Case Study #11—Martha Stewart Read the Martha Stewart case study located in the section titled Case Studies in your textbook concerning the following situation: This case focuses on the corporate gove

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Case Study #11—Martha Stewart

Read the Martha Stewart case study located in the section titled Case Studies in your textbook concerning the following situation:

This case focuses on the corporate governance aspect of Martha Stewart Living Omnimedia (MSO), a media empire founded by Martha Stewart. Stewart is a former model and devoted her career to domestic perfection and luxury. She is the brand icon of MSO; however, with new technology and the shift of consumer tastes and preferences, MSO’s business model is receiving serious threats from other competitors.

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After a review of the history of Martha Stewart Living Omnimedia, the case discusses its competition, the legal problem that Martha Stewart encountered, changing leadership within MSO, Martha Stewart’s questionable compensation, and the future of MSO. The case concludes with a discussion of MSO’s future at a crossroads.

The case underscores the importance of corporate governance when conditions in the environment change. An analysis of the separation of ownership and managerial control, board of directors, and executive compensation will aid in evaluating the future of MSO. Some analysts suggest that MSO will lose its competitiveness once Martha Stewart leaves the company; others suggest that the MSO brand has lost its brand image by going into product lines such as cleaning fluids and dog poop bags. Also, a few analysts suggest that MSO is a potential takeover target.

This case is ideal for demonstrating the importance of corporate governance. The following points are to guide a review and discussion of some important concepts.

  • Discuss MSO’s corporate governance. Has the company been able to separate the ownership and managerial control?
  • Evaluate the effectiveness of MSO’s board of directors. Have the directors been able to monitor and control the company?
  • Executive compensation is a method of governance mechanisms. Discuss Martha Stewart’s compensation and evaluate its effectiveness.
  • Is MSO in financial trouble? Discuss the possibility of the market for corporate control. Will MSO become a takeover target?
  • Describe MSOs next move in terms of growth and expansion.  Provide an analysis, of what additional recommendations would be required to be done to help MSO achieve its goals?
  • Evaluate MSO’s international strategy and its use of alliances to achieve company objectives, what would be their best strategy?

Submission Details:

  • Present your analysis as a 3–4-page report in a Microsoft Word document formatted in APA style.
  • Support your responses with examples.  Cite any sources in APA format.

Case Study #11—Martha Stewart Read the Martha Stewart case study located in the section titled Case Studies in your textbook concerning the following situation: This case focuses on the corporate gove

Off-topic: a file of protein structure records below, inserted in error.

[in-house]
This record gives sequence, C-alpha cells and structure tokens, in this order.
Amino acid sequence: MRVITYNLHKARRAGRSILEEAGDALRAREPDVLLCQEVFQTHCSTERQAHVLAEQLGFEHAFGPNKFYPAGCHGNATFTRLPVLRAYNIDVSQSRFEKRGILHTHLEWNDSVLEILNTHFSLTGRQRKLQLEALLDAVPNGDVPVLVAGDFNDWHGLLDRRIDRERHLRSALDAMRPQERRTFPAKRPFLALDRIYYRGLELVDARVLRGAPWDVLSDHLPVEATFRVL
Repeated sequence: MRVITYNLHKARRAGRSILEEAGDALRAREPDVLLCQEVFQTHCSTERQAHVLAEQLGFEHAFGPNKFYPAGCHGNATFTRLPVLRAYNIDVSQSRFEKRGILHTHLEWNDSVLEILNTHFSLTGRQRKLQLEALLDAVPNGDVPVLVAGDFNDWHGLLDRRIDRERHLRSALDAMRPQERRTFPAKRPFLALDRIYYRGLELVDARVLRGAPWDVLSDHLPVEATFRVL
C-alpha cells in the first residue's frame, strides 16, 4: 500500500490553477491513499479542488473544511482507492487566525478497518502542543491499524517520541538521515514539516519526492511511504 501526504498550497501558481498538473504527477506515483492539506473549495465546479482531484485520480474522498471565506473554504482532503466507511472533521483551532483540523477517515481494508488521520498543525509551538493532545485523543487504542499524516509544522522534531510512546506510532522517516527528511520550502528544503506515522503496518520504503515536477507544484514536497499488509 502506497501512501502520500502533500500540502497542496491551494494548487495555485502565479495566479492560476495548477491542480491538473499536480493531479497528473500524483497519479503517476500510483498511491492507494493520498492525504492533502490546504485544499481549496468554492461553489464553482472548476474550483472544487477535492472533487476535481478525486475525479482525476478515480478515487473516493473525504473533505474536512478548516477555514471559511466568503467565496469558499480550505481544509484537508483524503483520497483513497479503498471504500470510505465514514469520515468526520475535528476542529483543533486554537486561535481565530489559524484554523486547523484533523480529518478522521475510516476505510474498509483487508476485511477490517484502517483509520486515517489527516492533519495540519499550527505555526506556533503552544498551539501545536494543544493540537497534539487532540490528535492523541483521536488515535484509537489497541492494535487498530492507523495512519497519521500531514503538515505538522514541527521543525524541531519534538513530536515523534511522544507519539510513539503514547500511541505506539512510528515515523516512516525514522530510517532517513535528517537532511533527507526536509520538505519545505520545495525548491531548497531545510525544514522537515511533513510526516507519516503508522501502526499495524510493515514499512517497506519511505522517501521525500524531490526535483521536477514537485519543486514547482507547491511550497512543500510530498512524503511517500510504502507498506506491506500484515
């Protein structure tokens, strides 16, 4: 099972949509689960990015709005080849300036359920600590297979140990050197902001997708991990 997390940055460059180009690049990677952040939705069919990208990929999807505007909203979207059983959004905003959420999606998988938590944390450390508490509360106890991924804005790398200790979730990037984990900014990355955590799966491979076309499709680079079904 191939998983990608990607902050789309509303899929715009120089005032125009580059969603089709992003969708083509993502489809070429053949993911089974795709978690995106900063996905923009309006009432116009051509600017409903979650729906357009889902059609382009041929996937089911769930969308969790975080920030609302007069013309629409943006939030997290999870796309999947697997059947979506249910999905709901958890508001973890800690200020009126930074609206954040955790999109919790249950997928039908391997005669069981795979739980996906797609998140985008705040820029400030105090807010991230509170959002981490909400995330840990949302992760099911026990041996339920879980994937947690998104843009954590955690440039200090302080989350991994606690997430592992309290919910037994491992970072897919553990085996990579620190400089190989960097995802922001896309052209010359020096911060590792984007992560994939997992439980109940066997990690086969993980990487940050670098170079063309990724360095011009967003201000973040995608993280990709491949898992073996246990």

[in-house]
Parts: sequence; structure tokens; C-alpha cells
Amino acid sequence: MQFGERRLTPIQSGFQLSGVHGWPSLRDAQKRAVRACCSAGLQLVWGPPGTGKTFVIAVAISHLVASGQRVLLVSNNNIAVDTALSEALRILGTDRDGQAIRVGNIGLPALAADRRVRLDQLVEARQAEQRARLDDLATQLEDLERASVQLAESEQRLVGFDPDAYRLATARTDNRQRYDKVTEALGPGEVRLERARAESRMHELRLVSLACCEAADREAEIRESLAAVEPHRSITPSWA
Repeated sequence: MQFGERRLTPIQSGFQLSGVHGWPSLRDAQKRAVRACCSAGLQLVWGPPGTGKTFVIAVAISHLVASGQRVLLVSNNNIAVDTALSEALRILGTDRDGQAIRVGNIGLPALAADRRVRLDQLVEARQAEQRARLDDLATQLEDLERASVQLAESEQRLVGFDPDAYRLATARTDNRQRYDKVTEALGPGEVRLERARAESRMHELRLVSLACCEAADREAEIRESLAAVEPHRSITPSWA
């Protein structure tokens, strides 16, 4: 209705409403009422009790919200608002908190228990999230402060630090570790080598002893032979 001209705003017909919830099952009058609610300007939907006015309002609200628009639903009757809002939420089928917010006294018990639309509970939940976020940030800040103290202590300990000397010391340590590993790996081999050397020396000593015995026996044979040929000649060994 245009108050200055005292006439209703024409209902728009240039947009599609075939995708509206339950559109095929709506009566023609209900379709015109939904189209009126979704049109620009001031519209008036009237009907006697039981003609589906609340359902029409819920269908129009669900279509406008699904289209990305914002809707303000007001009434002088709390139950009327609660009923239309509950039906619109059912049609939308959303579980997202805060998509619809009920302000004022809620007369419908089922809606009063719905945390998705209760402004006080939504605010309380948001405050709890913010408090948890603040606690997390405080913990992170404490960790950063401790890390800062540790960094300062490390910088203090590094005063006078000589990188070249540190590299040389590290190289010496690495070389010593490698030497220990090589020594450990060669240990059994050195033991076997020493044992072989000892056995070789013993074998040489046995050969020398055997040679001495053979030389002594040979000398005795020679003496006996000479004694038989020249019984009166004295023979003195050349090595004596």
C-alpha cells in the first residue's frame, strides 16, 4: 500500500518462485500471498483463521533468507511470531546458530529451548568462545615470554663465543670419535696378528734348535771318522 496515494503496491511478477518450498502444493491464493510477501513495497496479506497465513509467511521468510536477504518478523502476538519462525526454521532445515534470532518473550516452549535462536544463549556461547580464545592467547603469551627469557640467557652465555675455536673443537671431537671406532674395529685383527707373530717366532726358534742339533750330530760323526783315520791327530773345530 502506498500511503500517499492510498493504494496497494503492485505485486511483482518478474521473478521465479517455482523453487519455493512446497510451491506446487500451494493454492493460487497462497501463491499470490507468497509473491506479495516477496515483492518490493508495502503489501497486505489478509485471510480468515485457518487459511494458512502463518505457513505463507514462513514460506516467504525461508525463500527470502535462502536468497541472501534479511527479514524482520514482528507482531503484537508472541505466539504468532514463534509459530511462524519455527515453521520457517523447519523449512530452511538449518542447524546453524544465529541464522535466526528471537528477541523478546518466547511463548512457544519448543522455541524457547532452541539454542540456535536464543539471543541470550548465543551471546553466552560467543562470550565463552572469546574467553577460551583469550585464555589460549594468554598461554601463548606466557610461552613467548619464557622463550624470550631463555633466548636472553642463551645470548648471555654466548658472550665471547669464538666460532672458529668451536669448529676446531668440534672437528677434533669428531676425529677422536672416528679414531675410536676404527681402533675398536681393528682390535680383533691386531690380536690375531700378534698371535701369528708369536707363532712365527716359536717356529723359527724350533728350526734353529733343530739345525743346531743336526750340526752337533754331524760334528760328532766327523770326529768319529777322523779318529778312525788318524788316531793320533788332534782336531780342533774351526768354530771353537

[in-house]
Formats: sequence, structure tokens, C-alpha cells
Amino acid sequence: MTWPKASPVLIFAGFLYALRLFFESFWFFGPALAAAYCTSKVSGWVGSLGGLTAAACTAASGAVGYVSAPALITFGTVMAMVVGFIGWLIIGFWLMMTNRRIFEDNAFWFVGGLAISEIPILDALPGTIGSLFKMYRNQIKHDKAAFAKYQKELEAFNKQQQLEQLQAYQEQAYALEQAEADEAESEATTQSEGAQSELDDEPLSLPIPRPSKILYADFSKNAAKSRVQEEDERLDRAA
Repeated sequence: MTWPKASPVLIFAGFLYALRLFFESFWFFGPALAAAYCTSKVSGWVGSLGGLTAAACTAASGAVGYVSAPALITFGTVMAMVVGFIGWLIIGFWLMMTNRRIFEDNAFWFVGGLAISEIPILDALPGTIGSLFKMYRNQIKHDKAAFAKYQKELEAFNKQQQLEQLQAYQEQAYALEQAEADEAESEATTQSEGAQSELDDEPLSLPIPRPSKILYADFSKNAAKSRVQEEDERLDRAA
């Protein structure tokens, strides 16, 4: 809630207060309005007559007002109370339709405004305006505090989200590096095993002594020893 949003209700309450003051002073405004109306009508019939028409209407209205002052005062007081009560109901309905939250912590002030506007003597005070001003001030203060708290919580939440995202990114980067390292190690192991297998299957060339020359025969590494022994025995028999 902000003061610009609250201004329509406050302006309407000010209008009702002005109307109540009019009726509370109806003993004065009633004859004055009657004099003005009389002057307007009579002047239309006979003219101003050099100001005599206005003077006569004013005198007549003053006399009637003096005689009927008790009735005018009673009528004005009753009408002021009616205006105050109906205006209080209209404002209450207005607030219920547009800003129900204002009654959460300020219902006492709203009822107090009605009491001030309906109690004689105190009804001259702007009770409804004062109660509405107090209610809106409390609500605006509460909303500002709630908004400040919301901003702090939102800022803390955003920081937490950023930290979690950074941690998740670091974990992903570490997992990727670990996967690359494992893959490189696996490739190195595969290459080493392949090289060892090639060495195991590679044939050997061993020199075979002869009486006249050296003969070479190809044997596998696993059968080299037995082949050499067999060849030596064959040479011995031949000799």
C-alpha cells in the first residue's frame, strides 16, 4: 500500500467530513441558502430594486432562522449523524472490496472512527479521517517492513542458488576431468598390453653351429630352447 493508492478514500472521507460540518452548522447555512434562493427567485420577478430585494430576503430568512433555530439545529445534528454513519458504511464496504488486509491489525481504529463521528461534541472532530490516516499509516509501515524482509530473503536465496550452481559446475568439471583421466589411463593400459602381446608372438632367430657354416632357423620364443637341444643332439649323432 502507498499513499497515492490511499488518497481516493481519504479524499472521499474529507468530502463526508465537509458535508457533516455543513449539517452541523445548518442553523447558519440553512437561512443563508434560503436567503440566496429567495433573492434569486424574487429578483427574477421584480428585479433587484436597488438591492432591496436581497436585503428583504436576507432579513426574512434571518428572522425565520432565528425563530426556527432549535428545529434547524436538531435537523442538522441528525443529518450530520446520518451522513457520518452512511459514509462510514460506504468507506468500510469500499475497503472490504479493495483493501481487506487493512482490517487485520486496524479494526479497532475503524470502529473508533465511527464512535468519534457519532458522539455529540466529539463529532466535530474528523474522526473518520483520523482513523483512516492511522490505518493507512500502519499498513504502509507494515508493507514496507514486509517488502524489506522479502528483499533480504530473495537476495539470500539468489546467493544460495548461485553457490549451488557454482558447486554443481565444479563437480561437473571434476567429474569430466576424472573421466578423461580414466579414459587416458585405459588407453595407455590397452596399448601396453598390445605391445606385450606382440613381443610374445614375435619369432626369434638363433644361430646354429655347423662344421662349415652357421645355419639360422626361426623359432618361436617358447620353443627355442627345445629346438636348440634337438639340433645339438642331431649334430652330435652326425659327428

CASE 11: Corporate Governance at Martha Stewart Living Omnimedia: Not “A Good Thing” James B. Shein Northwestern University Going to prison usually ends the career of an executive—unless the executive is Martha Stewart. Stewart’s five-month stay in an American prison in 2005 put an unsightly smudge on her highly polished image as doyenne of the domestic arts. She resigned as chairman and CEO of the company she founded and controlled, Martha Stewart Living Omnimedia (MSO), after her 2004 conviction related to an insider-trading1 investigation, but her personal image was so closely intertwined with her company that revenues and share prices still plummeted. When she returned to MSO after her release, advertisers and broadcasters were quick to forgive the tall, blonde celebrity; they flocked back to her namesake magazine and even signed her to star in two new TV shows. Under the leadership of a new CEO backed by Stewart and her allies on the board, MSO seemed by 2006 to be headed for a recovery. But new technology was undermining the company’s business model and serious threats loomed from competitors. It would be Stewart herself—a former model and caterer whose devotion to domestic perfection and luxury had made her a brand icon—that would be the central player in the outcome. A Brief History of Martha Stewart Living Omnimedia The seeds of Martha Stewart’s larger-than-life career were planted in early childhood. Born Martha Kostyra, the second of six children of Polish immigrant parents, she inherited her mother’s passion for cooking and sewing and her father’s love of gardening. Her father instilled in her “the quest for perfection, with any task,” she once told a reporter. “If I was laying a cobblestone path for him in the garden, it had to be lined up straight with a string. The stones had to have the exact same amount of space between them.”2 To her father, and to Martha, perfection in form and detail was synonymous with enduring value. Stewart worked part-time as a model in high school and college and took a job as a stockbroker after graduation. A former boss said she was “fabulously successful.” But when the stock market crashed in 1974, she quit. According to her former boss, she couldn’t bear seeing people lose money on her advice.3 After marrying Andy Stewart (a lawyer and publisher of art books) in 1961, she returned to Barnard College and completed a degree in history and architectural history. Stewart’s talent for decorating became apparent when she and her husband bought and restored an old farmhouse. She also built a successful catering business in her basement with a friend from her modeling days. When she catered a book release party for her husband, Stewart met Alan Mirken, head of Crown Publishing Group, who later contacted her to develop a cookbook. The result was her 1982 book Entertaining, a celebration of stylish party giving. Several more books and television appearances followed. Her 1987 book Weddings ignited a trend toward lavish wedding ceremonies and receptions in the United States. Mothers of the bride were soon toting the $50 volume around under their arms. Stewart had caught a wave. As women increasingly made strides in the workplace, yearning for home and hearth was on the rise. With her authoritative, patrician bearing, Stewart was able to elevate domestic skills to an art form. Many fans aspired to adopt her elegant style, and her do-it-yourself ethos provided new outlets for self-expression. ©2014 by the Kellogg School of Management at Northwestern University. This case was developed with support from the December 2009 graduates of the Executive MBA Program (EMP-76). This case was prepared by Professor James B. Shein. Early research on this case was provided by Funmi Agbebi ’13, Carman Empey ’14, Mallory Gregor ’14, and Darcy Rutzen ’14. Cases are developed solely as the basis for class discussion. Cases are not intended to serve as endorsements, sources of primary data, or illustrations of effective or ineffective management. To order copies or request permission to reproduce materials, call 847.491.5400 or e-mail [email protected] No part of this publication may be reproduced, stored in a retrieval system, used in a spreadsheet, or transmitted in any form or by any means—electronic, mechanical, photocopying, recording, or otherwise—without the permission of Kellogg Case Publishing. Stewart laid the cornerstones of her media empire in the early 1990s with the launch of her flagship magazine, Martha Stewart Living, in partnership with Time Inc., and a syndicated television show by the same name. She produced and hosted the show, preparing recipes in Julia Child’s stand-and-stir style and showing approval with her trademark comment, “It’s a good thing.” Another magazine, Martha Stewart Weddings, followed in 1994. Stewart sought help with operations from Sharon Patrick, a former McKinsey & Co. partner whom she met climbing Mount Kilimanjaro in 1993. A shrewd negotiator, Patrick helped Stewart acquire control of her business from Time Inc. in 1997 and form Martha Stewart Living Omnimedia. Stewart and Patrick then caught another trend among retailers—a shift away from individual items toward entire categories of goods. Patrick negotiated a ground-breaking deal with Kmart, then the second-largest retailer in the United States, to sell branded Martha Stewart housewares and linens in its stores. The partnership generated big profits for MSO and left an indelible mark on merchandising by bringing tasteful design to low-cost consumer goods. The success of the arrangement paved the way for other low-cost, upscale branding efforts by stores like Target. Stewart’s personal tastes, personality, and lifestyle were the context for everything at MSO. Her TV studio was a replica of her own kitchen. She harvested ingredients from her garden and refinished her lawn furniture on the show. Her maniacal devotion to detail and perfection instilled trust in her brand. “I wash the sheets myself. I count the stitches … We care that we’re not disappointing anybody,” she told a reporter.4 By the late 1990s, Stewart had become the nation’s preeminent female brand name, inspiring comparisons to Calvin Klein, Tommy Hilfiger, and her personal role model, Ralph Lauren.5 As Stewart and Patrick began preparing to take the company public, analysts likened her fans to a cult. Some questioned the wisdom of basing a public company on one person’s image. “If you are basing your entire public issue on that one name,” one analyst said, “you have to question how you can broaden it so that the whole company does not suffer if the head person gets hit by a bus—or by a scandal.”6 MSO promised in its prospectus to promote “a new generation of Martha Stewart Living experts” and to publicize other members of the creative team. On the day of the IPO in 1999, it was Stewart herself who stood outside the New York Stock Exchange handing out scones and fresh-squeezed orange juice. Wall Street responded with equal warmth. The stock surged from the $18 initial price to $36, making Stewart America’s first self-made female billionaire.7 At many companies, the board of directors provided over sight of strategic planning, in some cases by establishing a strategic planning committee to provide stability and continuity during leadership transitions. MSO’s bylaws required four committees: audit, compensation, finance, and nominating and corporate governance. The bylaws also made the board responsible for monitoring the “principal risk exposures” of the company, and assigned oversight to the audit committee. Directors received training on risk management during an orientation session that included learning about MSO’s officers, auditors, strategic plans, corporate governance, compliance programs, and code of ethics, and were given a corporate headquarters tour. Training beyond that was voluntary; MSO “encouraged directors to participate in education programs” to help them meet their responsibilities. Because Stewart was not only chairman and CEO but also the controlling shareholder (Exhibit 1), she was able to name Patrick chief operating officer and appoint her as a director. She also invited her old friend Charlotte Beers, former CEO of the ad giant Ogilvy & Mather, onto the board. Exhibit 1: Martha Stewart Living Omnimedia Board of Directors, 2003–2012 Director Bios Charlotte Beers: Former chairman of J. Walter Thompson Worldwide; previously chairman and CEO of Ogilvy & Mather and chairman emeritus of Ogilvy & Mather Worldwide Inc.; Under Secretary for Public Diplomacy and Public Affairs for the George W. Bush Administration from 2001 to 2003. Identified as a candidate for the board by Martha Stewart. Rick Boyko: Managing director of the VCU Adcenter, a graduate advertising program at Virginia Commonwealth University; formerly co-president and chief creative officer of Ogilvy & Mather, New York. Identified as candidate for the board by Martha Stewart. Frederic Fekkai: Founder of Fekkai, a luxury hair-care product company with seven hair salons in the United States; founder and brand architect for the Fekkai brand at Procter & Gamble, which purchased the company in 2008. Identified as a candidate for the board by Martha Stewart. Lisa Gersh: President and chief operating officer of MSO from 2011 to 2013 and CEO of the company from 2012 to 2013. Previously president, strategic initiatives, of NBC Universal and managing director and CEO of The Weather Channel Companies. Previously co-founder of Oxygen Media LLC, serving as president and chief operating officer for nine years. Michael Goldstein: Chairman of Toys “R” Us Children’s Fund Inc., a charitable foundation. Previously chairman of the board, vice chairman, and CEO of Toys “R” Us Inc. Identified as a candidate for the board by Martha Stewart. Jill A. Greenthal: Senior managing director of the Blackstone Group; previously co-head of the global media group and a member of the executive board of investment banking at Credit Suisse First Boston. Previously co-head of the Boston office of Donaldson, Lufkin and Jenrette and head of the media group at Lehman Bros. Arlen Kantarian: Former CEO of professional tennis for the United States Tennis Association; previously president and CEO of Radio City Entertainment and vice president, marketing, for the National Football League. Charles Koppelman: Executive chairman and principal executive officer of MSO from 2009 to 2011. Chairman and CEO of CAK Entertainment Inc., a music and entertainment business. Previously chairman and CEO of EMI Music Publishing; chairman and CEO of EMI Records Group, North America; and chairman of Steve Madden Ltd. Michael Kramer: Chief operating officer for J. C. Penney Co. Previously president and CEO of Kellwood Co., executive vice president and chief financial officer of Abercrombie & Fitch Co., and former chief financial officer of Apple Inc.’s retail operations. Susan Lyne: President and CEO of MSO from 2004 to 2008. Previously president of ABC Entertainment and executive vice president of Walt Disney Pictures and Television Inc. Identified as a board candidate by a third-party search firm. Arthur C. Martinez: Former chairman and CEO of Sears Roebuck and Co.; previously chairman and CEO of Sears Merchandising Group and vice chairman of Saks Fifth Avenue. Wenda Harris Millard: Co-CEO of MSO from 2008 to 2009; previously chief sales officer at Yahoo! Inc. and chief Internet officer at Ziff Davis Media. Darla D. Moore: Executive vice president of Rainwater Inc, a private investment firm; previously a managing director of Chase Bank. Chairwoman and founder of The Palmetto Institute, a private policy research group. Sharon L. Patrick: President and chief operating officer of MSO from 1997 to 2004; CEO from 2003 to 2004; previously president of The Sharon Patrick Company, a strategic consulting firm; president and chief operating officer of Rainbow Programming Holdings, a unit of Cablevision Systems Development, and a principal at McKinsey and Co. leading the media and entertainment practice. William A. Roskin: Founder of Roskin Consulting, specializing in media-related human relations; previously a senior advisor and senior executive in charge of human resources and administration at Viacom Inc., and senior vice president, human resources, at Coleco Industries Inc. Naomi O. Seligman: Co-founder of Ostriker von Simson Inc., an e-commerce consultancy; previously co-founder of Research Board Inc., an information technology research group. Thomas Siekman: Of counsel for Skadden, Arps, Slate, Meagher & Flom LLP; previously senior vice president and general counsel of Compaq Computer Corp. and senior vice president and general counsel of Digital Equipment Corp. Bradley E. Singer: Chief financial officer and treasurer of American Tower Corp.; previously an investment banker in the communications, media, and entertainment group at Goldman, Sachs & Co., and chief financial officer at Clyde’s Restaurant Group. Claudia Slacik: CEO, treasury and securities services, Europe, Middle East, and Africa, at JPMorgan Chase; previously chief financial officer for the group; global head of client strategy for Citigroup’s $10 billion global transaction services group; global head of trade services and finance at Citigroup; and vice president, strategic planning, at World Color Press, one of KKR’s original LBOs. Todd Slotkin: Portfolio manager of Irving Place Capital, an institutional private equity firm; previously managing director and co-head of Natixis Capital Markets Leveraged Finance business; executive vice president and chief financial officer of MacAndrews & Forbes Holdings Inc.; and chief financial officer of M&F Worldwide Corp. Margaret Smyth: Former vice president and chief financial officer of Hamilton Sundstrand, a unit of United Technologies Corp.; previously vice president and corporate controller of United Technologies Corp., and vice president and chief accounting officer of 3M Corp. Martha Stewart: MSO founder and chief editorial, media, and content officer. Previously chairman and CEO from 1996 to 2003; author, creator of Martha Stewart Living magazine, television host. Jeffrey W. Ubben: Founder and managing partner of VA Partners LLC, an investment partnership; previously managing partner of Blum Capital and a portfolio manager for Fidelity Investments. Daniel Walker: Chief talent officer for J. C. Penney Co.; previously chief talent officer for Apple Inc. and vice president, human resources, for The Gap Inc. Source: MSO Proxy Statements. Competition By the 2000s, MSO was facing new competition and changing markets on all fronts. Rivals were taking share in lifestyle-related publishing, the source of 62 percent of MSO revenues. After Stewart cut ties with Time Inc., the Time-Warner unit launched a competing magazine, Real Simple, which appealed to a younger, less traditional audience than Stewart’s by offering practical, time-saving tips for getting things done. Daytime television diva Oprah Winfrey followed with O, the Magazine. Meredith Corp., with a business mix similar to MSO’s, including the biggest home-and-garden magazine, Better Homes and Gardens, was extending the brand into licensed products, including paint and furniture coverings. In addition, changing technology was giving rise to a new generation of low-cost competitors. A 1996 Internet startup,, posted rapid growth in online advertising and content for weddings, a core MSO competency. soon spun off for newlyweds and for expectant parents. Established competitors, too, were expanding rapidly in e-commerce. Ralph Lauren Corp., also a designer of home and lifestyle products, partnered in 2004 with GSI Commerce, an e-commerce and technology provider, to sell its branded merchandise online, an alliance that generated hundreds of millions of dollars in sales for Lauren. In broadcasting, the source of 13 percent of MSO’s revenues, ad sales were under pressure from online competition and shrinking audiences for daytime TV.